Geographically dispersed teams are increasingly common in today’s workplace. Where once they were considered the domain of the large multinational organisations, more businesses, regardless of scale or industry, find themselves navigating the world of the remote workforce.

While the definition of ‘remote’ can vary greatly, the reality is that ever increasing numbers of employees are conducting much of their work outside of the traditional office. Regardless of whether we are referring to offshore employees, in-country regional teams, virtual teams, or those with flexible ways of working, it is now imperative that leaders are well equipped to manage from afar.

There is no doubt that dispersed teams can offer organisations enormous benefits, for instance access to the best talent regardless of where they sit in the world, broader commercial reach, increased competitive advantage, cost savings, and greater scale and efficiencies in the way they do business. However, managing remote workers is not without it’s own set of challenges. It’s very easy to feel disconnected from others, and when you add in varying time zones and cultural differences, things can become very complicated.

Mark Mortensen, an Associate Professor of Organisational Behaviour at INSEAD makes a valid point when he states that “managers need to be careful not to overcompensate and approach remote workers and virtual teams as some sort of mythical beasts – they are, after all, still people working in an organisation to get stuff done. Treat them as such.” With that in mind, the key for leaders is in ensuring that remote workers and dispersed teams have the same opportunities to ‘get things done’ without a lack of timely access to the appropriate resources, people and networks.

It takes empathy, tact, and discipline to meaningfully engage and connect with your remote teams. As with all teams, it takes time to establish the relationship. When people are remote, the incidental coffees, hallway conversations and five-minute, pre-meeting banter doesn’t happen. Whether we like it or not, these types of engagement are all part of getting to know those we work with. There is no doubt that technology has played a massive role in helping managers build and remain connected with their teams. But relying purely on technology is a trap, as it can’t replace the human connection that is so important in building morale and engagement.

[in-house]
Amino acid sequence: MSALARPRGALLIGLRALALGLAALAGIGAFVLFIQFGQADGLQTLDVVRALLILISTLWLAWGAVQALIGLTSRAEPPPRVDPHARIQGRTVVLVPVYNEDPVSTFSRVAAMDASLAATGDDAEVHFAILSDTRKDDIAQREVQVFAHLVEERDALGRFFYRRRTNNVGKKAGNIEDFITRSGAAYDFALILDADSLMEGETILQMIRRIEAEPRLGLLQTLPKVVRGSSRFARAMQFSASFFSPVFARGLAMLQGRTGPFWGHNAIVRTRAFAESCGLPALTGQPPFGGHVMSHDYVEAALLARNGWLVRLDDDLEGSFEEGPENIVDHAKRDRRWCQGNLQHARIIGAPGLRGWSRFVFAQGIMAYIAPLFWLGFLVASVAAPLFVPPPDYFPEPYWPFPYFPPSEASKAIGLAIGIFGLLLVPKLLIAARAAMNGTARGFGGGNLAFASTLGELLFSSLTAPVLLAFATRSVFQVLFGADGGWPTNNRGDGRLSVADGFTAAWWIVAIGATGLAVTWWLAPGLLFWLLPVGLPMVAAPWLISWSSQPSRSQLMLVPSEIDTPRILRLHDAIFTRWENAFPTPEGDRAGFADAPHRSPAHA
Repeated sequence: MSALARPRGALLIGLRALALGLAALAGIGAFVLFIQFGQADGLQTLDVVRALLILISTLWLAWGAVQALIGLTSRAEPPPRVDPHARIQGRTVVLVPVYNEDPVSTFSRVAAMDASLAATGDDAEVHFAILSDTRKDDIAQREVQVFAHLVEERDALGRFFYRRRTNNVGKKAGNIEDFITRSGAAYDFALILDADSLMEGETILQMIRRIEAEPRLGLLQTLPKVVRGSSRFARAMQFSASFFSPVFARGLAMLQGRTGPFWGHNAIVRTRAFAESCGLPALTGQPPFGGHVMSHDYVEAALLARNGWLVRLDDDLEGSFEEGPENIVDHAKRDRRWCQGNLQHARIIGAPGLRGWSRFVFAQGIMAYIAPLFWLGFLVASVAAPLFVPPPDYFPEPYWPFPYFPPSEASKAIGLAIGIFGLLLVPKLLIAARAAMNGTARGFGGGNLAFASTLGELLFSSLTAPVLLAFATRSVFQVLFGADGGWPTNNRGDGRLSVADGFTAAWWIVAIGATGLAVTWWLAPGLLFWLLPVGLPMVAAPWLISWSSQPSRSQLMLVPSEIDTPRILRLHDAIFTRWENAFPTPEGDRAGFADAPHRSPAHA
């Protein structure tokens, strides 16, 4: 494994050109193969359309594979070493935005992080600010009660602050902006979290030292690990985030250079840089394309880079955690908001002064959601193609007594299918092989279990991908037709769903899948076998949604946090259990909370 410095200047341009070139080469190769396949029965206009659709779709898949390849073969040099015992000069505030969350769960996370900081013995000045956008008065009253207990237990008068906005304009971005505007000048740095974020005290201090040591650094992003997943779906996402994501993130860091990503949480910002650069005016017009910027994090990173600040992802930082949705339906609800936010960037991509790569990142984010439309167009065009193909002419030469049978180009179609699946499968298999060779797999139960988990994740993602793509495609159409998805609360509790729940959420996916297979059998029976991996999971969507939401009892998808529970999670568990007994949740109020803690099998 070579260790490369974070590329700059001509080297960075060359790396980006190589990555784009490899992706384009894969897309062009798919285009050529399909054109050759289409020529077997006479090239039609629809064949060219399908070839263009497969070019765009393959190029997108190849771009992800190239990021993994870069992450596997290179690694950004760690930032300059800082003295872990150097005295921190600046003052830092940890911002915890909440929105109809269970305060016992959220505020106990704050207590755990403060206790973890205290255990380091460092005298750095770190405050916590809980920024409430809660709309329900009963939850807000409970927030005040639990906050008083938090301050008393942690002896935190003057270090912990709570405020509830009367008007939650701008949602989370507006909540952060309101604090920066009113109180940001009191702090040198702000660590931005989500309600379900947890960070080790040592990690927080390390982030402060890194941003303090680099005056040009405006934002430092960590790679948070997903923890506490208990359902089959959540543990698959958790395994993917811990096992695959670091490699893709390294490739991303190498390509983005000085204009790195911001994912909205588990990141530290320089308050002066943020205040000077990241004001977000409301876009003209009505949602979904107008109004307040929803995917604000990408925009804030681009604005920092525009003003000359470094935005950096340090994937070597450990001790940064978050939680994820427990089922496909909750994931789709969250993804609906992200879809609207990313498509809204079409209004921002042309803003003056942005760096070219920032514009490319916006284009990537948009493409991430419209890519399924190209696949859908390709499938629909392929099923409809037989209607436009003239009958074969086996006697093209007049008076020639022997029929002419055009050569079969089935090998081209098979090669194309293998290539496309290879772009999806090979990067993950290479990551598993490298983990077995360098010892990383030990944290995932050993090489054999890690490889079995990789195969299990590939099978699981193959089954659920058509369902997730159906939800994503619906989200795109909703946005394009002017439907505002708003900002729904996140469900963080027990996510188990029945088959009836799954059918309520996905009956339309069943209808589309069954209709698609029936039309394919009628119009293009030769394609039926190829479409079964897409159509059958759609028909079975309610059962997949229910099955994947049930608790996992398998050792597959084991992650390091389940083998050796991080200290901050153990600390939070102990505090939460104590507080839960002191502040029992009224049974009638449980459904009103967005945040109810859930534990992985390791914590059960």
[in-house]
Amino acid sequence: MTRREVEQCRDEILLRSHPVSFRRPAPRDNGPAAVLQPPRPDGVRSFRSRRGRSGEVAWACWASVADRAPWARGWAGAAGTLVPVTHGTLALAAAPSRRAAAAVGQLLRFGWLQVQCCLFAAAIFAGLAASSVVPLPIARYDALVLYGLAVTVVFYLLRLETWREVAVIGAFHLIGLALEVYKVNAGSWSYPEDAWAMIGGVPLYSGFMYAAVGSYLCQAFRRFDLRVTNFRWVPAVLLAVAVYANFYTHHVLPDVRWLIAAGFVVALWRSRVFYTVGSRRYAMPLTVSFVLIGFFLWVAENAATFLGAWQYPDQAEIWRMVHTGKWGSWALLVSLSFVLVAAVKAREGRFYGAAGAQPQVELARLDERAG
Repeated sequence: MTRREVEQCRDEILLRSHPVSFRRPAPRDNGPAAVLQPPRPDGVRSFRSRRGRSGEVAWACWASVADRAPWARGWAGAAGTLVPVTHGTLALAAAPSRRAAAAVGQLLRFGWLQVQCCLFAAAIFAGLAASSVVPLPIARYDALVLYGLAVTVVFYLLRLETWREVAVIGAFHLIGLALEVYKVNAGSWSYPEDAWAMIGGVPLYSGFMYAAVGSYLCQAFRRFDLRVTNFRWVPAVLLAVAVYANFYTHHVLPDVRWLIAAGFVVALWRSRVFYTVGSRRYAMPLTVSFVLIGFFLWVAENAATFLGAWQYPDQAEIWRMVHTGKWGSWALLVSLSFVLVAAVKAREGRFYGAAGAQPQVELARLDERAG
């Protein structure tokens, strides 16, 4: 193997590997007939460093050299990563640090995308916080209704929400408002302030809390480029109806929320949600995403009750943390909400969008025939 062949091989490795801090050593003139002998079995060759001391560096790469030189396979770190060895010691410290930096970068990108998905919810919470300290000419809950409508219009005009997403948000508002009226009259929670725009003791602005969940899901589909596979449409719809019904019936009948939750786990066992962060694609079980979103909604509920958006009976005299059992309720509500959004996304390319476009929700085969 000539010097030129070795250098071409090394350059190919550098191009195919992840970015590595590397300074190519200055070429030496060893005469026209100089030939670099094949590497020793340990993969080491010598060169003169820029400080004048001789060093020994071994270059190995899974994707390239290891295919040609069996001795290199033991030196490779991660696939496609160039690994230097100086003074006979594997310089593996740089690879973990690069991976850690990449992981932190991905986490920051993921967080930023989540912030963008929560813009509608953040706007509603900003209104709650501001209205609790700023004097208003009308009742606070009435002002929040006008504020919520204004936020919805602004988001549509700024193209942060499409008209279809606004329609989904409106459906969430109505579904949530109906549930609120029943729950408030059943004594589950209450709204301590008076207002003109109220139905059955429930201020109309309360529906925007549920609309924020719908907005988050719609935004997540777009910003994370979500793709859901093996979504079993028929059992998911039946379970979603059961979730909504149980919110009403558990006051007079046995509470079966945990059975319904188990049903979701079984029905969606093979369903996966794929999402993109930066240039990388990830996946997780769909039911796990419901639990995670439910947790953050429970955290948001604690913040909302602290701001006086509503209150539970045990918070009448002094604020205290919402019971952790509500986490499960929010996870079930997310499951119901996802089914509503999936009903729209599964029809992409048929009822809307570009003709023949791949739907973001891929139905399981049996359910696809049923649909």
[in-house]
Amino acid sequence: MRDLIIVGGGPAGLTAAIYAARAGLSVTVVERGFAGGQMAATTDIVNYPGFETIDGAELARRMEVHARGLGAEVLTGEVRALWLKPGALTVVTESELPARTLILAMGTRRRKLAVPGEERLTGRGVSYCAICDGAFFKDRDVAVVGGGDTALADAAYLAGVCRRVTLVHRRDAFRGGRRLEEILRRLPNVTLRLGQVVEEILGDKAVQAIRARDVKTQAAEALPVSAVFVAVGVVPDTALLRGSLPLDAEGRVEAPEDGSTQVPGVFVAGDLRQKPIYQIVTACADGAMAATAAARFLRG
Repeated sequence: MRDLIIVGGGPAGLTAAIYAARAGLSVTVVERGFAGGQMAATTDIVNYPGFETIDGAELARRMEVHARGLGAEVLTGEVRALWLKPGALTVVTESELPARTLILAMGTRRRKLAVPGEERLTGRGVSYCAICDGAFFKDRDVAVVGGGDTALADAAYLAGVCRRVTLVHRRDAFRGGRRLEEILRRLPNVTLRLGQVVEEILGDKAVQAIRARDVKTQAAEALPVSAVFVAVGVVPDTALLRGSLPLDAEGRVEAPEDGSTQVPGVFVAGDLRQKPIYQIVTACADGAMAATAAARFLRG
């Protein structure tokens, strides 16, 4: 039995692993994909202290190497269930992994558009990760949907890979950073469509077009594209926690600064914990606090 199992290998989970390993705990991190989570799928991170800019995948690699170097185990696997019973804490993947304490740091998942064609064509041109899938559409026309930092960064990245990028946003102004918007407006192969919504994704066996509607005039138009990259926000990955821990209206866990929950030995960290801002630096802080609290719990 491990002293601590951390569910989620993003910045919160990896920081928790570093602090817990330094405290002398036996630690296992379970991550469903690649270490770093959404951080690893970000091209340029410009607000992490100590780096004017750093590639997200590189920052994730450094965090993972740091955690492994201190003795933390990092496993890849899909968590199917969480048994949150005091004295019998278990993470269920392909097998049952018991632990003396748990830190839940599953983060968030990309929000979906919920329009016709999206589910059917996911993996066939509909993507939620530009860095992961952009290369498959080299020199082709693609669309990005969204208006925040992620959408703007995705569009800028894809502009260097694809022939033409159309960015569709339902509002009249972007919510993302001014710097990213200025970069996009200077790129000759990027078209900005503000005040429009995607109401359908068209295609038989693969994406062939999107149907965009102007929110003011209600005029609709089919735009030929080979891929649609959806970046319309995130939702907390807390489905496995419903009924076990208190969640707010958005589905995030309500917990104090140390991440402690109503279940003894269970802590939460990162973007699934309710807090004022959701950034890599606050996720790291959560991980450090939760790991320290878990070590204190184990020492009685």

I would encourage you to follow the ‘Five Cs’ when managing or leading a remote workforce:

1. Connection:

Building connection means eliminating the ‘us versus them’ or the ‘out of sight, out of mind’ mentality which all too often exists. Making time to genuinely connect on both a professional and personal level is imperative. Remote workers will also invariably have strong centres of influence that are more visible or close to them. Learning to connect with these influencers can be highly advantageous and help provide clear insight into the intricacies of the landscape.

2. Communication:

Setting clear expectations around what, how, and when we communicate is essential. Take time to consider the tools you are using and if they are the most appropriate for the outcomes you are trying to achieve and the audience you are engaging with.

3. Coordination:

Coordinating your remote employees can at times feel like an unsolvable puzzle. With different time zones, different stakeholders and different local drivers all at play, adaptability is key. It is however important to also create formal processes to support cohesion and transparency of thinking and activity.

4. Consistency:

When you are remote and there is no broader context to refer to, ad-hoc activity is not only frustrating but difficult to read and navigate. Consistency in meeting expectations, communication, project delivery, and data management is critical if performance is to be maximised.

5. Culture:

When teammates are not meeting regularly there is a tendency to focus on individual task at the expense of the team. Whilst this may work in the short-term you need to foster engagement and commitment to each other to sustain long-term performance. The first ‘Four Cs’ are all critical factors in building a productive and high performing culture and can be complimented with face-to-face engagement.